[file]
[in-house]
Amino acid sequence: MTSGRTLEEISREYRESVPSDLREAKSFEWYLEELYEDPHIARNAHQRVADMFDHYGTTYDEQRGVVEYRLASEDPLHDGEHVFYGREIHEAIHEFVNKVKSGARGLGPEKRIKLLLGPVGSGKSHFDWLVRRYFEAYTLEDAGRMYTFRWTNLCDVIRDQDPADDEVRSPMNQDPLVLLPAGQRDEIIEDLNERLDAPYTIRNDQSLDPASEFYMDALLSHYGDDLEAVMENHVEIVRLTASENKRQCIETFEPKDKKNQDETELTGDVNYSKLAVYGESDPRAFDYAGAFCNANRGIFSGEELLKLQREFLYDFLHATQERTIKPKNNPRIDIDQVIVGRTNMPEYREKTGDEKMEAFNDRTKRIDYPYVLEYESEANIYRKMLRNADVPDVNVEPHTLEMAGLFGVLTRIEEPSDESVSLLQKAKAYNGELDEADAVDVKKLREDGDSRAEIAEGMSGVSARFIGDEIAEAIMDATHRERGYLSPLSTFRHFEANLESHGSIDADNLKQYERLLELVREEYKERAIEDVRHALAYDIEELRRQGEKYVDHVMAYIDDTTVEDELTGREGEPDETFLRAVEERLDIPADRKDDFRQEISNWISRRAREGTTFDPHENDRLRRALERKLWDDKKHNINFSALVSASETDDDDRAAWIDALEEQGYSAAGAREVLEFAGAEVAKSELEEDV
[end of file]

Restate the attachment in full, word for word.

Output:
[in-house]
Amino acid sequence: MTSGRTLEEISREYRESVPSDLREAKSFEWYLEELYEDPHIARNAHQRVADMFDHYGTTYDEQRGVVEYRLASEDPLHDGEHVFYGREIHEAIHEFVNKVKSGARGLGPEKRIKLLLGPVGSGKSHFDWLVRRYFEAYTLEDAGRMYTFRWTNLCDVIRDQDPADDEVRSPMNQDPLVLLPAGQRDEIIEDLNERLDAPYTIRNDQSLDPASEFYMDALLSHYGDDLEAVMENHVEIVRLTASENKRQCIETFEPKDKKNQDETELTGDVNYSKLAVYGESDPRAFDYAGAFCNANRGIFSGEELLKLQREFLYDFLHATQERTIKPKNNPRIDIDQVIVGRTNMPEYREKTGDEKMEAFNDRTKRIDYPYVLEYESEANIYRKMLRNADVPDVNVEPHTLEMAGLFGVLTRIEEPSDESVSLLQKAKAYNGELDEADAVDVKKLREDGDSRAEIAEGMSGVSARFIGDEIAEAIMDATHRERGYLSPLSTFRHFEANLESHGSIDADNLKQYERLLELVREEYKERAIEDVRHALAYDIEELRRQGEKYVDHVMAYIDDTTVEDELTGREGEPDETFLRAVEERLDIPADRKDDFRQEISNWISRRAREGTTFDPHENDRLRRALERKLWDDKKHNINFSALVSASETDDDDRAAWIDALEEQGYSAAGAREVLEFAGAEVAKSELEEDV